Visiting Easter Island is a special experience. It deserves a place amid the Seven Wonders of the World, surpassing Christ the Redeemer and arguably others
We examine the island’s history and explain some of the most interesting Easter Island facts. This remote Pacific island is not only beautiful but full of mystery
First thing’s first, Easter Island is far. Very, very far.
In fact, it is one of the most remote communities in the world. Its closest inhabited neighbour is Pitcairn, 2,000km (1,200mi) to the west while the nearest continental land lies in Chile at a distance of 3,700km (2,300mi). In short, it’s not a short hop.
And so the question one must ask is: are the Easter Island statues worth the slog? Are these great hunks of rock worth the expense of a long voyage?
After two months of continuous travel, we decided to take a few days of downtime in Santiago. We had spent no more than two nights in any one place as we raced to get to Patagonia before winter and as a result were feeling pretty fried and in desperate need of some comfort – especially after the challenges of Bolivia. With this in mind we decided to rent a super-modern self-catering apartment in central Santiago for a few days.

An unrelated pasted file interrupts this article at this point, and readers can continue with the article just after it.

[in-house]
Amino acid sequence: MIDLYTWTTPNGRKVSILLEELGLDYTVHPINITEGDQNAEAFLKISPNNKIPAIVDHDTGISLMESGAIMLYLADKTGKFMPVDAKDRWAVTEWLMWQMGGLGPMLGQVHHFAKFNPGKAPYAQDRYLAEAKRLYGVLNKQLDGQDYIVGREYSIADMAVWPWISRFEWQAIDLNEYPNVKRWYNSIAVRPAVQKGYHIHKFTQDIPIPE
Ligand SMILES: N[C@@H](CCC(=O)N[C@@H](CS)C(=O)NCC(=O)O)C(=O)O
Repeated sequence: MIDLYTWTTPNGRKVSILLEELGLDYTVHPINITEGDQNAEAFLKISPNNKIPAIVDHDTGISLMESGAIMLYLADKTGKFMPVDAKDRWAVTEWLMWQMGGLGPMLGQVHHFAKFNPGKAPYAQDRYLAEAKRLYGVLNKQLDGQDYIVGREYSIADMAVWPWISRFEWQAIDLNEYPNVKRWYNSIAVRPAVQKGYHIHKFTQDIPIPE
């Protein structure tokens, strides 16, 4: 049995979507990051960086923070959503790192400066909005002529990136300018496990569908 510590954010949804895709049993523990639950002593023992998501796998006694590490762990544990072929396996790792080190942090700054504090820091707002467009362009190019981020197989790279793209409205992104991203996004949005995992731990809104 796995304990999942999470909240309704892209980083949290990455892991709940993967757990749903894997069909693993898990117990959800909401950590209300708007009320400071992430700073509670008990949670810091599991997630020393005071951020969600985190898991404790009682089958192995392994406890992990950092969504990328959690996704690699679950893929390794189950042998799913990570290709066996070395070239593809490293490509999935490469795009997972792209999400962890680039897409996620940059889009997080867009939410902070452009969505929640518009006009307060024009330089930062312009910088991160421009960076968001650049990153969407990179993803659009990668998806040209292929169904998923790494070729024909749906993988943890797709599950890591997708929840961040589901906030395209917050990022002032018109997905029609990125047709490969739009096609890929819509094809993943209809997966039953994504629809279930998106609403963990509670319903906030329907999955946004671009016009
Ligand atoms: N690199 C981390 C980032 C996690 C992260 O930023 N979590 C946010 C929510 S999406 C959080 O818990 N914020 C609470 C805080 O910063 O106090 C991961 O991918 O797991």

Seasoned travellers are a special breed. They can pack a backpack in 60 seconds flat, get a great night’s sleep on an airport floor and use nasty commode with all the nonchalance of a Tory politician slashing public funds. They can also devolve into interminable bores (“When I was in Kenya…” ad infinitum), rush through countries just to tick boxes and fall prey to lazy complacency. At Atlas & Boots, we share stories and advice read by over 50,000 people each month but that’s not to say we don’t make travel mistakes from time to time. Here’s what we’ve done wrong on our trip so far.
The Atacama desert is the driest place on Earth and possibly the world’s oldest desert. We take a 30km bike ride across its dramatic landscape
Our journey to Atacama was far more complicated than expected. Up to that point, the border crossings on our journey had been relatively straightforward so we were surprised there was no direct route from Uyuni in Bolivia to Atacama in Chile.
Instead of taking a bus, we had to book a $50 USD transfer, spend a night in a room that was almost exactly like a prison cell, take the transfer to the border, pay another $20 to enter the national park and then take another transfer on the other side. All in all, a journey that can be done in nine hours took about 24 hours instead.
In Bolivia, I tried without victory to convince Peter to let me do the Death Road bike ride from La Paz. It’s not normally the sort of thing for which I’d ask permission, but given that he taught me to ride a bike and saw me fall off it in Bora Bora, ride into a wall in Tahiti and very nearly crack my head open in The Galápagos, I thought it best to check if he thought I could handle the Death Road, renowned for claiming 200-300 lives every year (see #15 below).